On January 23, 2009, Respondents filed an Opposition to Petitioners' Motion and a Motion for Clarification. The Court struck the Opposition as non-responsive because Respondents failed to include the declassified returns as exhibits and failed to provide a justification for each item that was identified in Petitioners' Motion that Respondents determined not to declassify. See Min. Order dated Jan. 26, 2009. The Court also denied without prejudice Respondents' Motion for Clarification because the motion was an improperly denominated request for an extension of time that failed to include the "demonstrable extraordinary circumstances" required to obtain such extensions, as set forth in the Court's Scheduling Order. Id. The Court nevertheless authorized Respondents to file their Opposition and exhibits, as identified in the Court's Scheduling Order, no later than January 28, 2009.

Respondents filed a Motion for an Extension on January 28, 2009, apologizing to the Court for "failing to grasp the import of the Court's January 7, 2009 Scheduling Order as it pertained to a declassified version of the factual return." Resp'ts' [451] Mot. at 1-2. Respondents further explained that extraordinary circumstances warranted an extension until February 6, 2009, because it was "impossible" for Respondents to produce the declassified returns by October 28, 2009. On January 30, 2009, the Court granted Respondents' request for an extension and adopted February 6, 2009 -- the date Respondents proposed -- as the date for Respondents' compliance. See Order at 5 (Jan. 30, 2009). The Court repeated that "Respondents [were required to] file their Opposition to Petitioners' Motion for More Complete Declassified Factual Returns no later than February 6, 2009" and warned counsel that their non-compliance "may result in sanctions, including possible exclusion of allegations or documents going forward." Id.

Incredibly, Respondents' counsel failed to file an Opposition to Petitioners' Motion. Rather, on February 6, 2009, Respondents filed partially declassified factual returns and several declarations explaining why they did not declassify certain types of information. Respondents submitted several additional but untimely declarations on February 10, 2009. Because Respondents' counsel failed to file an Opposition, the Court had no document in its possession that linked the items that Respondents decided not to declassify with Respondents' justifications for not declassifying them. In other words, Respondents apparently believed that the Court would assume the burden of reviewing the approximately 1,300 pages of documents that constituted the declassified factual returns and apply the justifications in the declarations as it found necessary. Equally as troubling, the absence of an Opposition meant that Respondents failed to provide the Court with any legal briefing to justify their redactions from the declassified factual returns.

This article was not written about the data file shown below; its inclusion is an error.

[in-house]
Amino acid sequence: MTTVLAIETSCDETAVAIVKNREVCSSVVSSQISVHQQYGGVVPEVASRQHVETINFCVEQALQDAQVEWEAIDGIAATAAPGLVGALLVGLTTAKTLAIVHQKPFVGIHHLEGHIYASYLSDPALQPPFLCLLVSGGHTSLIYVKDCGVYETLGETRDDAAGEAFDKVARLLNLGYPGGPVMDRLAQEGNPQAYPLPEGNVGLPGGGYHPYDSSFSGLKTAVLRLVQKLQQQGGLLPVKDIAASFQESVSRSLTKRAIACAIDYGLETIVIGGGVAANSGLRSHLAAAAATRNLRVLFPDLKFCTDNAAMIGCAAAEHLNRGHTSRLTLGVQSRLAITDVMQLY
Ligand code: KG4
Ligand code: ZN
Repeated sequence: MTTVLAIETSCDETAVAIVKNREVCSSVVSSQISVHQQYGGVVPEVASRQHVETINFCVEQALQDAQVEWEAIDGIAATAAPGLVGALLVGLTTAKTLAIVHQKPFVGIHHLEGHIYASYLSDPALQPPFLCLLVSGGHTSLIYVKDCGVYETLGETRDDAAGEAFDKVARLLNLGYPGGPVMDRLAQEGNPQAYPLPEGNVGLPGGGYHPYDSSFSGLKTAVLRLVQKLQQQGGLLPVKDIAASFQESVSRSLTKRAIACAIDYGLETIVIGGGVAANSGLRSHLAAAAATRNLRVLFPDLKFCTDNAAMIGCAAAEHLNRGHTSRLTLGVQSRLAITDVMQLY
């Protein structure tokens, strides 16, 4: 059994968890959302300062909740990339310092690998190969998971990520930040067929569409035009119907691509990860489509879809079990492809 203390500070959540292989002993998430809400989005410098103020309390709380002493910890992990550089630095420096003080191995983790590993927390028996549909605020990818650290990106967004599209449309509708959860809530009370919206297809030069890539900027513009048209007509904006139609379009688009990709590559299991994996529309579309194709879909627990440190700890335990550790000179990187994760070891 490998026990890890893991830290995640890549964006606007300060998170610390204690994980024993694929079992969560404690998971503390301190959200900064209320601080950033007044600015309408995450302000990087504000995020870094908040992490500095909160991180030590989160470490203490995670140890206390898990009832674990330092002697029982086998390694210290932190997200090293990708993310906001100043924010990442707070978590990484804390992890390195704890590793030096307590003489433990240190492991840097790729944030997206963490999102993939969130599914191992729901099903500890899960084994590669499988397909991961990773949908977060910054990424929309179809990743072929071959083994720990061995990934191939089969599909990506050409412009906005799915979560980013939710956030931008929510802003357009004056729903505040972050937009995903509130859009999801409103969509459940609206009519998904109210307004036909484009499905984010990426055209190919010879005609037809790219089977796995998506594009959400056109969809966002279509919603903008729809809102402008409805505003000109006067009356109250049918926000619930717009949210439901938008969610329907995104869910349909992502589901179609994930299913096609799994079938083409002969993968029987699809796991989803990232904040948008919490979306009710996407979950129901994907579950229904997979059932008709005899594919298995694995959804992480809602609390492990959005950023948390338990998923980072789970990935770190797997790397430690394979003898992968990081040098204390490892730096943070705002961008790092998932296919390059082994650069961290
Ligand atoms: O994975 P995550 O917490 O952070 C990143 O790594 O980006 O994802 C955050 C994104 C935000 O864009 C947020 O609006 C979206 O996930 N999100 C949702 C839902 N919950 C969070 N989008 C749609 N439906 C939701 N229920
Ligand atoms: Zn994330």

The Court held a closed-session Status Hearing on February 11, 2009. The Court began the hearing by explaining that Respondents' counsel had violated three Court Orders, and advised counsel's supervisor that counsel had lost all credibility with the Court. The Court further advised counsel's supervisor that Respondents should appoint different counsel. At the end of the hearing, however, counsel's supervisor sought to justify the non-compliance of Respondent's counsel by offering the flippant justification that Respondents were very busy with other Guantanamo Bay cases, and that counsel did not have time to file the Opposition or (apparently) an appropriate motion for an extension. The Court explained that counsel's workload was not an acceptable excuse for violating the Orders of this Court and would not be tolerated. The Court's exchange with counsel's supervisor at the end of the hearing convinced the Court that it should order Respondents to appoint new counsel to this case (rather than suggest the same) because counsel's supervisor did not seem to grasp the import of what had transpired.*fn1

The Court considered other sanctions but believed removal of counsel was most appropriate. In its January 30, 2009 Order, for example, the Court warned Respondents' counsel that further non-compliance could result in sanctions such as exclusion of evidence in future merits proceedings. See Order at 5 (Jan. 30, 2009). The Court decided against issuing this type of sanction, however, given the D.C. Circuit's well-established guidance that lower courts should first consider sanctions against an attorney prior to sanctions against his client. See Shea v. Donohoe Constr. Co., Inc., 795 F.2d 1071, 1076-77 (D.C. Cir. 1986) ("[w]hen the client's only fault is his poor choice of counsel... the District Court should first attempt to sanction the attorney at fault," which may include "replacing the errant attorney"); Jackson v. Washington Monthly Co., 569 F.2d 119, 123-24 (D.C. Cir. 1977) ("the ...